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Digital Deployment of Multiple Assessment Measures During Longitudinal Studies of Nature Connectedness and Well-Being

   School of Health Sciences

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  Prof T Croudace, Dr A Barrable  No more applications being accepted  Self-Funded PhD Students Only

About the Project

Nature connectedness, the construct that captures the positive relationship between humans and the rest of nature, has been associated with wellbeing and ecological behaviours. A host of Nature-Based Interventions (NBIs) are now used to support mental health and wellbeing, as well as to promote pro-environmental attitudes and behaviours. Measuring changes in nature connectedness, as well as wellbeing is crucial when undertaking assessment of NBIs, and one of the ways to facilitate it would be through the deployment of digital measures. This PhD project will aim to explore the use of deploying multiple assessment measures digitally in order to measure nature connectedness and wellbeing in longitudinal NBIs.

For informal enquiries about the project, contact Professor Timothy Croudace ([Email Address Removed])

For general enquiries about the University of Dundee, contact [Email Address Removed]

Our research community thrives on the diversity of students and staff which helps to make the University of Dundee a UK university of choice for postgraduate research. We welcome applications from all talented individuals and are committed to widening access to those who have the ability and potential to benefit from higher education.


Applicants must have obtained, or expect to obtain, a first or 2.1 UK honours degree, or equivalent for degrees obtained outside the UK in a relevant discipline.

English language requirement: IELTS (Academic) score must be at least 6.5 (with not less than 5.5 in each of the four components). Other, equivalent qualifications will be accepted. Full details of the University’s English language requirements are available online:


Step 1: Email Professor Timothy Croudace ([Email Address Removed]) to (1) send a copy of your CV and (2) discuss your potential application and any practicalities (e.g. suitable start date).

Step 2: After discussion with Professor Croudace, formal applications can be made via our direct application system. When applying, please follow the instructions below:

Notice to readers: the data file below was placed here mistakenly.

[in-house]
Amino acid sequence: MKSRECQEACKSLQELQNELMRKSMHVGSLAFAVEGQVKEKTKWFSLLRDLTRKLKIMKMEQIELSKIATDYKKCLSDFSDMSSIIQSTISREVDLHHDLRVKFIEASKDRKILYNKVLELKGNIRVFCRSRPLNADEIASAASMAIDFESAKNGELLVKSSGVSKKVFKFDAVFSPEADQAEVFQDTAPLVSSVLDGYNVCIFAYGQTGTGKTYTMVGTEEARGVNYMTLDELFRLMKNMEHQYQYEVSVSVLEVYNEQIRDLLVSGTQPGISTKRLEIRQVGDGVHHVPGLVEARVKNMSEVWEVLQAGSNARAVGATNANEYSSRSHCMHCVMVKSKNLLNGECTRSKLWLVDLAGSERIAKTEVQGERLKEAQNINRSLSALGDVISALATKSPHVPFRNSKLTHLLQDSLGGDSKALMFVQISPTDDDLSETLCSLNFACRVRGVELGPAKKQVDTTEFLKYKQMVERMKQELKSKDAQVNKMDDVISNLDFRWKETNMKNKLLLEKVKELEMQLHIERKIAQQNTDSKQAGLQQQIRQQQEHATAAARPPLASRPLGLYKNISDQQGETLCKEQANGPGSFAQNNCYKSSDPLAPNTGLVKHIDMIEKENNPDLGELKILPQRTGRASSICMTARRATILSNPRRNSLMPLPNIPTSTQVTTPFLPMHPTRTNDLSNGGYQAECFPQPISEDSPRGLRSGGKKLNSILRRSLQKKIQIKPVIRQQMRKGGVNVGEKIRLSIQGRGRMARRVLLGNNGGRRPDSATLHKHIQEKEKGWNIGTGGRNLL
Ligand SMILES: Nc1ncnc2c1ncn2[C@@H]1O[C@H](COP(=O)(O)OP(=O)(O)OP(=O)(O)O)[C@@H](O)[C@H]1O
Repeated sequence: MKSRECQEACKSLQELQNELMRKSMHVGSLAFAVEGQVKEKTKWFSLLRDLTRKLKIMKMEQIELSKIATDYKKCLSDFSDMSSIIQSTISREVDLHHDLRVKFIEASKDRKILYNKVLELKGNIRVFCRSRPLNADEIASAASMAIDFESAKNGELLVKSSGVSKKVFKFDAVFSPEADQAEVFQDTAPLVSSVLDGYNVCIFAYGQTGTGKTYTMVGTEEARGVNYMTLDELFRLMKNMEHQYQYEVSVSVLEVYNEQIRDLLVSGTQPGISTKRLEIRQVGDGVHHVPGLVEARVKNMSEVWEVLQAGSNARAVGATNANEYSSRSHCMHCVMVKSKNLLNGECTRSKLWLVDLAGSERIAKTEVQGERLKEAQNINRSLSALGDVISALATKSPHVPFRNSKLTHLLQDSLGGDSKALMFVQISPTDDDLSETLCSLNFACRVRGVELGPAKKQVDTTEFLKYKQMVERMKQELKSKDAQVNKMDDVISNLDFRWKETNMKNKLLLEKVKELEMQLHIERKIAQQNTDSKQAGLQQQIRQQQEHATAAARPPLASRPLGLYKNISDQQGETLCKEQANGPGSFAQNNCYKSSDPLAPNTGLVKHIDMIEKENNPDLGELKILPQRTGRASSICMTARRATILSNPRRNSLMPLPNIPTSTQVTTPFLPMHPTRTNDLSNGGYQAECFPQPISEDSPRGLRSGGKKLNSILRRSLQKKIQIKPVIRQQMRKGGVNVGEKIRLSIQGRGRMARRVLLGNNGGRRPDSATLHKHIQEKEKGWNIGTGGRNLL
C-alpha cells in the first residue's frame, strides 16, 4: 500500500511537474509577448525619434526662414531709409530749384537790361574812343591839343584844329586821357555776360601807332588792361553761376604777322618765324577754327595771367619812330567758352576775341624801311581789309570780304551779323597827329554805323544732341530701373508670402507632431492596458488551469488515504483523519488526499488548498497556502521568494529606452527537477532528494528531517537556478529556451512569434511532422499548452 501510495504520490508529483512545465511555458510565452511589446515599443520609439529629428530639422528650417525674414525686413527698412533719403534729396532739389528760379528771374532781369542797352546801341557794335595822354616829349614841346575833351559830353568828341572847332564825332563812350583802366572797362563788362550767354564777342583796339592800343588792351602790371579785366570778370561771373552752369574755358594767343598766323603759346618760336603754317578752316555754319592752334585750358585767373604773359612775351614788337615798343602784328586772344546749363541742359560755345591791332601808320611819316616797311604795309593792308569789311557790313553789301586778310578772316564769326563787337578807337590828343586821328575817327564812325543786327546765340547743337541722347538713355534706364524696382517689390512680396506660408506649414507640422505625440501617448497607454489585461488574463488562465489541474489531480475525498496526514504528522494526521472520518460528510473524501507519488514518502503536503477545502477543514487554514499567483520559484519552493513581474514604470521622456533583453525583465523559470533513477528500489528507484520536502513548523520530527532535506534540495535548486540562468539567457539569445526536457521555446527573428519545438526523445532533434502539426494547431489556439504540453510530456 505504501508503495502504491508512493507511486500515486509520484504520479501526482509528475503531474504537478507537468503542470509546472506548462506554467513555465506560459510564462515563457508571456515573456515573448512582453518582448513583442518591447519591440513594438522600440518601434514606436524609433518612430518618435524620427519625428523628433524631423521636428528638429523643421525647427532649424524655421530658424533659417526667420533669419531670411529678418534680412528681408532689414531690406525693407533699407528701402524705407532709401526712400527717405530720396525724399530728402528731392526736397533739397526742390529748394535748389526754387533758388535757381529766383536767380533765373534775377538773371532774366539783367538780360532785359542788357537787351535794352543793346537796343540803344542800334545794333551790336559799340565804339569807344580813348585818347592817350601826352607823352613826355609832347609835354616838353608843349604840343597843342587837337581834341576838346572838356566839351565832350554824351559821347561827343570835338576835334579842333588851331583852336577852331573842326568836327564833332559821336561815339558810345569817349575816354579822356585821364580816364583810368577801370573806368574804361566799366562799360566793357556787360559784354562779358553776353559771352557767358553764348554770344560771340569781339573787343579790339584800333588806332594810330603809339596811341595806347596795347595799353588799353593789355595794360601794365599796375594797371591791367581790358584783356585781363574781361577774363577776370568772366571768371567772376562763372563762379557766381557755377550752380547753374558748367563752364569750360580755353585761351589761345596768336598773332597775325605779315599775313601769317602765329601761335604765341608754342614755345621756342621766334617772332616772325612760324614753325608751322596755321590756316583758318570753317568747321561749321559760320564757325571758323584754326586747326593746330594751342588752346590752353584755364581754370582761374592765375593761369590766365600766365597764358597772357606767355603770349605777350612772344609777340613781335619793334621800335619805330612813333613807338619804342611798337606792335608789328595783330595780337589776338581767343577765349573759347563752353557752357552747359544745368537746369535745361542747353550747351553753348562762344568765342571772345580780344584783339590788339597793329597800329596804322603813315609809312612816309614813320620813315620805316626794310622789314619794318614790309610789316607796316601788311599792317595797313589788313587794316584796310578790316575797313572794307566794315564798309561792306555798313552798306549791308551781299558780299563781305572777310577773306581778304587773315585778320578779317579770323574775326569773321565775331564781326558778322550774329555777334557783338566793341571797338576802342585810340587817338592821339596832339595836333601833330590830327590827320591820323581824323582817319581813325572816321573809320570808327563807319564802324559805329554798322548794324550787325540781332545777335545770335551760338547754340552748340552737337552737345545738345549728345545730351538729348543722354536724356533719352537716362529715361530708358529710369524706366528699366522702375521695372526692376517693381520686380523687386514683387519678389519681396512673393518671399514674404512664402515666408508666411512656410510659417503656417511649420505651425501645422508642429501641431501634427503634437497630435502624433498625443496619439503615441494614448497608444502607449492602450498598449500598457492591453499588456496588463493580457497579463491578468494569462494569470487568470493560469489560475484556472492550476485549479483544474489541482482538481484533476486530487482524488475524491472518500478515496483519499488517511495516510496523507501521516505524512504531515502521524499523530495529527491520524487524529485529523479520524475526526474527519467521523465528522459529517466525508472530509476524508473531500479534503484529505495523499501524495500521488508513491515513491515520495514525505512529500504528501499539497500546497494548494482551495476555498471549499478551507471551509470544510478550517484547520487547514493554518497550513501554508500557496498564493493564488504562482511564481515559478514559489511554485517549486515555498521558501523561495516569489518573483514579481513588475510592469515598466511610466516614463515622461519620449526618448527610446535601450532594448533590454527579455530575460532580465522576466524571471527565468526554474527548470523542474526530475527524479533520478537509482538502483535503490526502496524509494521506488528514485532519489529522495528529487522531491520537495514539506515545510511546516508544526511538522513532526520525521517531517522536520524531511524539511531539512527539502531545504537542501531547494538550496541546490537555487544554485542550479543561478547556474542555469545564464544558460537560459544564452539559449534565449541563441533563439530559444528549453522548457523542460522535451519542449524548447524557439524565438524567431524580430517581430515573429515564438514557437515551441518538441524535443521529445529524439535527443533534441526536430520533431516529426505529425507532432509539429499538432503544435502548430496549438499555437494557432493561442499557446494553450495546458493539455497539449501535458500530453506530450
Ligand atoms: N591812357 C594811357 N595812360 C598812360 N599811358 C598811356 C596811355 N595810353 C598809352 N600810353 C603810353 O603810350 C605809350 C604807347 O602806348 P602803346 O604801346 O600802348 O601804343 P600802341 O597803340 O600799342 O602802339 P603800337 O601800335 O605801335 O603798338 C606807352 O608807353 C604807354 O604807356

Apply for the Doctor of Philosophy (PhD) degree in Nursing and Health Sciences: Nursing and Health Sciences : Study : University of Dundee

Please select the study mode (full-time/part-time) and start date agreed with the lead supervisor.

In the Research Proposal section, please:

-       Enter the lead supervisor’s name in the ‘proposed supervisor’ box

-       Enter the project title listed at the top of this page in the ‘proposed project title’ box

In the ‘personal statement’ section, please outline your suitability for the project selected.

Funding Notes

There is no funding attached to this project. The successful applicant will be expected to provide the funding for tuition fees and living expenses, via external sponsorship or self-funding.


McEwan, K.; Richardson, M.; Sheffield, D.; Ferguson, F.J.; Brindley, P. A Smartphone App for Improving Mental Health through Connecting with Urban Nature. Int. J. Environ. Res. Public Health 2019, 16, 3373. DOI: 10.3390/ijerph16183373

Keetharuth, A. D., Bjorner, J. B., Barkham, M., Browne, J., Croudace, T., & Brazier, J. E. (2019). Exploring the item-sets of the Recovering Quality of Life (ReQoL) measures using factor analysis. Quality of Life Research, 28(4), 1005-1015.

Keetharuth, A., Brazier, J., Connell, J., Bjorner, J., Carlton, J., Taylor Buck, E., Ricketts,T. , McKendrick, K. , Browne, J. , Croudace,T. , Barkham, M. (2018). Recovering Quality of Life (ReQoL): A new generic self-reported outcome measure for use with people experiencing mental health difficulties. The British Journal of Psychiatry, 212(1), 42-49. doi:10.1192/bjp.2017.10

Boehnke, J., & Croudace, T. J. (2016). Calibrating well-being, quality of life and common mental disorder items: psychometric epidemiology in public mental health research. British Journal of Psychiatry, 209(2), 162-168.

Stochl, J., Boehnke, J., Pickett, K. E., & Croudace, T. J. (2016). An evaluation of computerized adaptive testing for general psychological distress: combining GHQ-12 and Affectometer-2 in an item bank for public mental health research. BMC Medical Research Methodology, 16, 1-15. [58].
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